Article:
NEW YORK—The city has approved contracts worth $25 million to install security cameras in 49 public housing projects. Mayor Bill de Blasio made the announcement Wednesday, days after a stabbing attack in East New York that killed one child and injured another.
It took the city just one week to approve contracts that sometimes stall for years. Technicians began installing equipment at the Boulevard Houses in East New York, Brooklyn, as the mayor visited the neighborhood to see the work first hand. The city expects to finish installing cameras in all 49 projects by the end of the year.
“For many of us as parents this is an incredibly painful tragedy.” de Blasio said. “We all have an obligation to do everything we can to protect our children.”
The first 17 cameras will be installed in the Boulevard Houses in, at most, four months, according to the New York City Housing Authority. Installing the cameras would require setting up a central unit, or the “brains” of the system, which is then wired to the nine buildings at Boulevard Houses.
“It’s sad that it had to come to this. It is sad that we had to lose a little angel,” said Inez Rodriguez, the president of the tenant association at the Boulevard Houses.
Prince Joshua “PJ” Avitto, 6, and Mikayla Capers, 7, were attacked with a knife in an elevator on June 1. PJ died from the injuries. Mikayla was released from the hospital on Wednesday. A man suspected of attacking them is in custody.
Contracts for security cameras at various public housing projects have often stalled. Funding for the Louis H. Pink Houses was secured in 2009, but cameras were not installed until last year. Funding for cameras at Boulevard Houses was secured in July 2013.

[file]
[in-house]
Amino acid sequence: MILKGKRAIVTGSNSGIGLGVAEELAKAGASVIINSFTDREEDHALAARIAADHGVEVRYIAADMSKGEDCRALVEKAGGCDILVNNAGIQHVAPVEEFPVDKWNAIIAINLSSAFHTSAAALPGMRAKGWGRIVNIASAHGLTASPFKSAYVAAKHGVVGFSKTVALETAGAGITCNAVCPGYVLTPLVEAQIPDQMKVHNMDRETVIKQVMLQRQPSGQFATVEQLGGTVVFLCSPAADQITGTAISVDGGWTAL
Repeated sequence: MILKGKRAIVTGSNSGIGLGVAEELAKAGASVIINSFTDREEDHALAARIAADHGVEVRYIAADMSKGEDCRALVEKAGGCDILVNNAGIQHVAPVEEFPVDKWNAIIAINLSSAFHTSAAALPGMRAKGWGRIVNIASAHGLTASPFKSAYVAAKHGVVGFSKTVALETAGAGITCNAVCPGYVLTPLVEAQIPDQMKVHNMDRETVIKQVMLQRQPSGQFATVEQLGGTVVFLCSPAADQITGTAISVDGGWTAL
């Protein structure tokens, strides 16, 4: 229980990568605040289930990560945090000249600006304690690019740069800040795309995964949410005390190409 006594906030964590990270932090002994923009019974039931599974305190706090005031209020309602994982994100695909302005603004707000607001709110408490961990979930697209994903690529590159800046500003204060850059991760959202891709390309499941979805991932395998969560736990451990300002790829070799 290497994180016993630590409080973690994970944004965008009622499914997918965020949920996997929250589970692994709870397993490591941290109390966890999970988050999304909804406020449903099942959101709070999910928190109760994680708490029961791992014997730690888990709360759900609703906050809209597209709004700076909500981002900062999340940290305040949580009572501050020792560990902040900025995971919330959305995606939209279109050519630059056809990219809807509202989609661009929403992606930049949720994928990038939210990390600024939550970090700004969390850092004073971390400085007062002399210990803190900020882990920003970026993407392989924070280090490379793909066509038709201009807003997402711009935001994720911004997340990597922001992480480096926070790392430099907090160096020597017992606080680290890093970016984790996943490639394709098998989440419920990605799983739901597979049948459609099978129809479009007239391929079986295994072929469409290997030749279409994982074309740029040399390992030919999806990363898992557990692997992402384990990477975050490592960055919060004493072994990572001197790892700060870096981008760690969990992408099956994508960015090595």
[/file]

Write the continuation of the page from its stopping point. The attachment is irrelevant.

De Blasio blamed the previous administration for the delay, but added that he did not move fast enough himself upon taking office.
“The previous administration dropped the ball in a big way,” de Blasio said.
Security cameras are only the first step towards making the neighborhood safer, de Blasio said. The mayor detailed other efforts, including cooperation between the police and the community, repairing front doors, adding after-school and recreation programs, and neighborhood patrols, among other efforts.
Council member Inez Barron said that she would introduce a bill to rename the corner of Schenck and Stanley avenues after Prince Joshua. Barron also called on de Blasio to demand additional funding from the state, similar to the $1 million the state allocated to Boro Park in Brooklyn after a Hasidic boy, Leiby Kletzky, was murdered there.
“We’ve got to remember that we have had a tragedy and that, in and of itself, hurts us deeply,” de Blasio said. “But what’s even worse is when you’ve had a tragedy and nothing changes.”